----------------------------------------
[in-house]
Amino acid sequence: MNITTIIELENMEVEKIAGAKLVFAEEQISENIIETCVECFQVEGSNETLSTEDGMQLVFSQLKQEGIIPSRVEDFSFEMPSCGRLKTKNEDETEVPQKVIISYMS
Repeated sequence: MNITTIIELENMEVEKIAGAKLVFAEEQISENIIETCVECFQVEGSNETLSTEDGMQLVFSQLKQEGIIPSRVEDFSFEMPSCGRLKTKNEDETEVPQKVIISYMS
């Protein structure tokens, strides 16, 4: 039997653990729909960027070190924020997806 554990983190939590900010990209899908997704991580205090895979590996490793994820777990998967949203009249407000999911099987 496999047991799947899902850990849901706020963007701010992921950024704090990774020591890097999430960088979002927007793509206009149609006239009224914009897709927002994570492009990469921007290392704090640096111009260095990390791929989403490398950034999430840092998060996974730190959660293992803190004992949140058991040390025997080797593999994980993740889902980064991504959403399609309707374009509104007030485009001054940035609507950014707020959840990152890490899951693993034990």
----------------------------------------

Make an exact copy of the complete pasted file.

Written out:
[in-house]
Amino acid sequence: MNITTIIELENMEVEKIAGAKLVFAEEQISENIIETCVECFQVEGSNETLSTEDGMQLVFSQLKQEGIIPSRVEDFSFEMPSCGRLKTKNEDETEVPQKVIISYMS
Repeated sequence: MNITTIIELENMEVEKIAGAKLVFAEEQISENIIETCVECFQVEGSNETLSTEDGMQLVFSQLKQEGIIPSRVEDFSFEMPSCGRLKTKNEDETEVPQKVIISYMS
């Protein structure tokens, strides 16, 4: 039997653990729909960027070190924020997806 554990983190939590900010990209899908997704991580205090895979590996490793994820777990998967949203009249407000999911099987 496999047991799947899902850990849901706020963007701010992921950024704090990774020591890097999430960088979002927007793509206009149609006239009224914009897709927002994570492009990469921007290392704090640096111009260095990390791929989403490398950034999430840092998060996974730190959660293992803190004992949140058991040390025997080797593999994980993740889902980064991504959403399609309707374009509104007030485009001054940035609507950014707020959840990152890490899951693993034990």